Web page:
Likewise, the Church has a responsibility to care for its body, which is the body of Christ.  While we see this truth throughout the scriptures it is clearly and concisely set forth in Galatians 6:1-5.  At the end of chapter five Paul described what it looks like to walk by the Spirit, displaying: love, joy, peace, patience, kindness, goodness, faithfulness, gentleness, and self-control (Gal 5:22-25).  He then admonished believers to remain humble and not provoke or envy one another (Gal 5:26).  Rather, as he explains in our passage we should humbly seek to restore one another and bear one another’s burdens.

It is the responsibility of the spiritual person, the one who is walking in the spirit and thus exhibiting the fruit of the spirit, to restore the brother who has fallen into sin (vs.1).  This is not to say that we must be perfect before we can restore a brother, but only that we must be seeking the Lord ourselves.  Neither does he Apostle mean that it is the job of the spiritual person to judge or condemn the fallen brother, thus the note to “Keep watch on yourself, lest you to be tempted.

The spiritual person realizes that apart from the grace of God they too are capable of falling into sin at any moment.  The term “falling into sin” is indeed accurate because Paul uses a word that portrays just that, a person sinning because of weakness, inattention, or a false view of their own strength.  The picture is not of the hardened sinner willfully acting in sin; even the most spiritual among must realize that we are all prone to wander and fall into sin, thus we must in a spirit of gentleness seek to restore our brother or sister.

The concept of restoration is significant.  When a member of the physical body is injured we seek its healing and restoration so that it might once again fulfill its role in the body.  Its complete restoration will allow the entire body to function as it should.  This is also true in the body of Christ.  Our goal is not punishment or condemnation; that is not our concern.  We are to be about the business of restoration in a spirit of gentleness fueled by humility.

As we seek to restore a fallen brother we must likewise bear their burdens (vs. 2).  Certainly this means we assist them in overcoming their sin and living a victorious life.  However, I believe more is in view here.  The idea of bearing one another’s burdens is much bigger than simply helping one another overcome sin.  It involves the whole of life.  The spiritual person understands the reality of their participation in the body of Christ and thus seeks to bear the burdens of weaker members in order that the entire body will function properly and fulfill its mission in the world.

Paul states that bearing one another’s burdens will fulfill the law of Christ, which is summed up in John 13:34 “A new commandment I give to you that you love one another: just as I have loved you, you also are to love one another.”  If our bearing of burdens is to be reflective of the love Christ has for us then it must necessarily include more than helping one gain victory over sin.  Indeed in his first epistle John says “By this we know love, that he laid down his life for us, and we ought to lay down our lives for the brothers” (1 John 3:16).  Thus, if we are to function properly within the body, we must love as Christ loved which will involve the death of self for the bearing of the burdens of others.  This is what the spiritual person does.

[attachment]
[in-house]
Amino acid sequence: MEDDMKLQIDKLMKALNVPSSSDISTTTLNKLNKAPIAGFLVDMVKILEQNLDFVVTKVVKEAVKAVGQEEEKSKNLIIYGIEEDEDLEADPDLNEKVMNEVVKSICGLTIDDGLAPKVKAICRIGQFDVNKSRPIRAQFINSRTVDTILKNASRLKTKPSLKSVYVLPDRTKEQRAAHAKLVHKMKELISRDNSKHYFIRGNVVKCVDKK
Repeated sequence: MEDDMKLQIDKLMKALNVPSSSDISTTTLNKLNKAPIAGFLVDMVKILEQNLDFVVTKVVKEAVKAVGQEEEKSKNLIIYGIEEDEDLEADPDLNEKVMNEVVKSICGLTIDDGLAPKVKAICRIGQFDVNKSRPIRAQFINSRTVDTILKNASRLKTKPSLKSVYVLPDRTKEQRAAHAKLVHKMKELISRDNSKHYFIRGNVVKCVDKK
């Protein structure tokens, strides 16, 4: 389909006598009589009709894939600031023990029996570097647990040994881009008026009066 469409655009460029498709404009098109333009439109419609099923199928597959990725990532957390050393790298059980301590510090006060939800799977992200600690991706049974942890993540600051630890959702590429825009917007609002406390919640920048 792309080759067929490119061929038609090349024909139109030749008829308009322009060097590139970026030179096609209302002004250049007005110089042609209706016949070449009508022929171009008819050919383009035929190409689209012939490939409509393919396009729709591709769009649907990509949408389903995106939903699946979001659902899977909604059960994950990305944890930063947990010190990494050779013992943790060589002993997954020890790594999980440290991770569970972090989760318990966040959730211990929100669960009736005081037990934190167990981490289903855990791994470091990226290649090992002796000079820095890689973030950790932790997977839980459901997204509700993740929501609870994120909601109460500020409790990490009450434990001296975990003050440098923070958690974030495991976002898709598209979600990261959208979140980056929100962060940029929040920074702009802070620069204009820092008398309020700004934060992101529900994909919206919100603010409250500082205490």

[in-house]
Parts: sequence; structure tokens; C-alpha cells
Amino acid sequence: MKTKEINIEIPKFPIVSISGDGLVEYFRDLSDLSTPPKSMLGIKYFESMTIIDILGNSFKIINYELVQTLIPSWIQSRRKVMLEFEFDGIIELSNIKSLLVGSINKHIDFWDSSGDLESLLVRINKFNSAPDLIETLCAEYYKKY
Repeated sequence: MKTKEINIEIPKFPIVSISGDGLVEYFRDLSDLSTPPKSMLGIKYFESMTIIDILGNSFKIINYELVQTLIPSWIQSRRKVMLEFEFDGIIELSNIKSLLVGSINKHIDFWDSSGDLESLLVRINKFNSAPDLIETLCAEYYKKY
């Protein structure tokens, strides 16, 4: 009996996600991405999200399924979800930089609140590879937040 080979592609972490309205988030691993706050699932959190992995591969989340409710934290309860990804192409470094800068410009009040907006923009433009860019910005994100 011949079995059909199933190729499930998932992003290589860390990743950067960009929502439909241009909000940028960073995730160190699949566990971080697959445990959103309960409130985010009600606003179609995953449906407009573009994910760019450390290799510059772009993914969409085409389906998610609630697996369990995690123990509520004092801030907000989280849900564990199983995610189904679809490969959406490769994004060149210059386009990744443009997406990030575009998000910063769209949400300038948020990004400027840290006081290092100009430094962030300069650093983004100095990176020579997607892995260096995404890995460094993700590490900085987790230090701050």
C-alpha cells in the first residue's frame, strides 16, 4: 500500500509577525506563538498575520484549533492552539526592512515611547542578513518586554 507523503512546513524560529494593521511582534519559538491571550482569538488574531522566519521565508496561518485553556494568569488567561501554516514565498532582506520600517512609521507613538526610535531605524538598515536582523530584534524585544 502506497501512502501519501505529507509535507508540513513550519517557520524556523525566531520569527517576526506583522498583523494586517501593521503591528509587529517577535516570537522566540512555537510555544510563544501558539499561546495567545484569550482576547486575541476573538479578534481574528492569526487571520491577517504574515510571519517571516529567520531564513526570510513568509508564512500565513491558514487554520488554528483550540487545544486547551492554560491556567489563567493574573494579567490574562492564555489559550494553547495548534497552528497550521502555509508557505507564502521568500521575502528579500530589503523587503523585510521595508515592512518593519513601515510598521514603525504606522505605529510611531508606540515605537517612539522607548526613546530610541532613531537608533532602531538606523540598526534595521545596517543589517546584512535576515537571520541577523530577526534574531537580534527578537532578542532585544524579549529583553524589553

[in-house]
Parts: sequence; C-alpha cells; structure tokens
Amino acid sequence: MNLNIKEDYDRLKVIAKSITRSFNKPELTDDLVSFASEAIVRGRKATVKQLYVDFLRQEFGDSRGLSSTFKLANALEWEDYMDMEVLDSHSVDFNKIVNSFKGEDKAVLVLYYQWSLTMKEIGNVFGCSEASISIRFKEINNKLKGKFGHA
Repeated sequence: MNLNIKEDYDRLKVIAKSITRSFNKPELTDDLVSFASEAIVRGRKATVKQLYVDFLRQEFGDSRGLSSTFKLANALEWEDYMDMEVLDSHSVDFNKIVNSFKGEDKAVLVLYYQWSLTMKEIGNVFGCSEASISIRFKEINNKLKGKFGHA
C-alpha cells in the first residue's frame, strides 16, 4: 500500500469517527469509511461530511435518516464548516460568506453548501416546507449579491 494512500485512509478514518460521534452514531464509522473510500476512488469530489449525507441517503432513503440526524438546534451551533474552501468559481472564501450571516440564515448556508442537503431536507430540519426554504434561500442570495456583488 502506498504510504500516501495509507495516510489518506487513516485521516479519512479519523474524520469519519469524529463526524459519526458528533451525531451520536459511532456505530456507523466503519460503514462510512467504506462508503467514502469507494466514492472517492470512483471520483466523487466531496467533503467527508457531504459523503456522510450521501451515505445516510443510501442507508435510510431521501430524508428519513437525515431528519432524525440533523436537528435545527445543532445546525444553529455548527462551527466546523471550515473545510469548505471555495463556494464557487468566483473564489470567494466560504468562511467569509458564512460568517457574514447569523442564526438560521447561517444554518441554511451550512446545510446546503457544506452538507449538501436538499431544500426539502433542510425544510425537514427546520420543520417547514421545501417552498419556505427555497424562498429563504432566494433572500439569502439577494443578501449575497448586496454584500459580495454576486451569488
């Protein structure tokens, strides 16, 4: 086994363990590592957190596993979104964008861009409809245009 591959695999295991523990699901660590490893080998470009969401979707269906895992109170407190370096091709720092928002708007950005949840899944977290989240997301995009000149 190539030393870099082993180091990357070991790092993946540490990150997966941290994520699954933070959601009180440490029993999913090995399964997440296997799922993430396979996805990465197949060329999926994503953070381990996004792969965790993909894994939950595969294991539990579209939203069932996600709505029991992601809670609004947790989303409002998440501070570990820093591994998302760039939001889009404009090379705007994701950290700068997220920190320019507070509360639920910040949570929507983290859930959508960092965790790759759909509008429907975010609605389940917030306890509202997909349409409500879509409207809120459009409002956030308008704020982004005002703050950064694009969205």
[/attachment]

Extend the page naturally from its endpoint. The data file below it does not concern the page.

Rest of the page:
One of the biggest obstacles to this kind of love and care within the church is pride (vs. 3).  We are all prone to being deceived by it.  We think we are better than others or that they are suffering because of their own sinfulness and are thus receiving their just rewards.  However, the spiritual person is not deceived by pride.  He realizes that he is nothing apart from the grace of God and therefore does not look down upon his neighbor who is fallen in sin or struggling under the weight of a heavy burden.  He responds with meekness and love because he knows that this is the response he received from the Lord.

Pride is an easy response when we compare ourselves to our neighbor (vs.4).  We can always find ways in which we are better, but this is not the case when we test ourselves in comparison to Christ.  Comparing ourselves to Christ promotes humility and an understanding that anything good in us is a work of grace and the result of mercy.  Thus, rather than boasting in our flesh as compared to our neighbor, we can boast in what Christ has done in us.  Paul is not advocating an arrogant boasting in self because when compared to Christ, pride must flee.  Instead his point is that the spiritual man can boast in all that Christ has done in him.

It would seem that Paul makes a shift in vs. 5 and contradicts himself.  However, this is not at all the case.  His point is that each believer will be accountable for how we bear our load.  That is the load of restoring fallen brothers and sisters and the load of bearing their burdens.  So each Christian will be judged by God for how faithful we are in these areas.  If we are prideful and shirk these responsibilities because of self-love or some warped sense of superiority, we will be judged for our lack of faithfulness.

It’s clear that for Paul the church is to care for its members.  For us this must be viewed on a local and global level.  We are individual members of a local body that is itself, a member of a global body.  Therefore, we must seek to restore fallen brothers and sisters and lovingly bear one another’s burdens both locally and globally.  This requires humility, hard work, diligence, and most of all grace.